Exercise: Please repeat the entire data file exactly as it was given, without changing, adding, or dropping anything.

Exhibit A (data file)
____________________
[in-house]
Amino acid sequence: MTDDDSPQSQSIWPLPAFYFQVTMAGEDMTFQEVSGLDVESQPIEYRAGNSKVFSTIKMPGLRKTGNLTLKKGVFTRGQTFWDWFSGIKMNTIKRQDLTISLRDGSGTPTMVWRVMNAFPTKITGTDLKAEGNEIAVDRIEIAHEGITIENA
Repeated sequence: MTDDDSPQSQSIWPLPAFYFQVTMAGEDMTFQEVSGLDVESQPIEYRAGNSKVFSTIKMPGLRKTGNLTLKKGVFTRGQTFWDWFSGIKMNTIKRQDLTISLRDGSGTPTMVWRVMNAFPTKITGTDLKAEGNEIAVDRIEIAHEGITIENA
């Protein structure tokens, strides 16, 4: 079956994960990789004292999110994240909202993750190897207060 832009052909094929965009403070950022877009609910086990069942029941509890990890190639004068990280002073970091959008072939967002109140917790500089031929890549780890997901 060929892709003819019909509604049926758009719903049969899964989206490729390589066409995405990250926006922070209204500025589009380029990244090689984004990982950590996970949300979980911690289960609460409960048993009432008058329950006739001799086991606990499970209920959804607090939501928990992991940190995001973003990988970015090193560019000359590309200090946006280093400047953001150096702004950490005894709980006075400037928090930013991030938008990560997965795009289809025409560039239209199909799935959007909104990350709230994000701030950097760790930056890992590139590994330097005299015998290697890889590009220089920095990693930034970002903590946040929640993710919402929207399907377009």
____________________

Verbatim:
[in-house]
Amino acid sequence: MTDDDSPQSQSIWPLPAFYFQVTMAGEDMTFQEVSGLDVESQPIEYRAGNSKVFSTIKMPGLRKTGNLTLKKGVFTRGQTFWDWFSGIKMNTIKRQDLTISLRDGSGTPTMVWRVMNAFPTKITGTDLKAEGNEIAVDRIEIAHEGITIENA
Repeated sequence: MTDDDSPQSQSIWPLPAFYFQVTMAGEDMTFQEVSGLDVESQPIEYRAGNSKVFSTIKMPGLRKTGNLTLKKGVFTRGQTFWDWFSGIKMNTIKRQDLTISLRDGSGTPTMVWRVMNAFPTKITGTDLKAEGNEIAVDRIEIAHEGITIENA
């Protein structure tokens, strides 16, 4: 079956994960990789004292999110994240909202993750190897207060 832009052909094929965009403070950022877009609910086990069942029941509890990890190639004068990280002073970091959008072939967002109140917790500089031929890549780890997901 060929892709003819019909509604049926758009719903049969899964989206490729390589066409995405990250926006922070209204500025589009380029990244090689984004990982950590996970949300979980911690289960609460409960048993009432008058329950006739001799086991606990499970209920959804607090939501928990992991940190995001973003990988970015090193560019000359590309200090946006280093400047953001150096702004950490005894709980006075400037928090930013991030938008990560997965795009289809025409560039239209199909799935959007909104990350709230994000701030950097760790930056890992590139590994330097005299015998290697890889590009220089920095990693930034970002903590946040929640993710919402929207399907377009």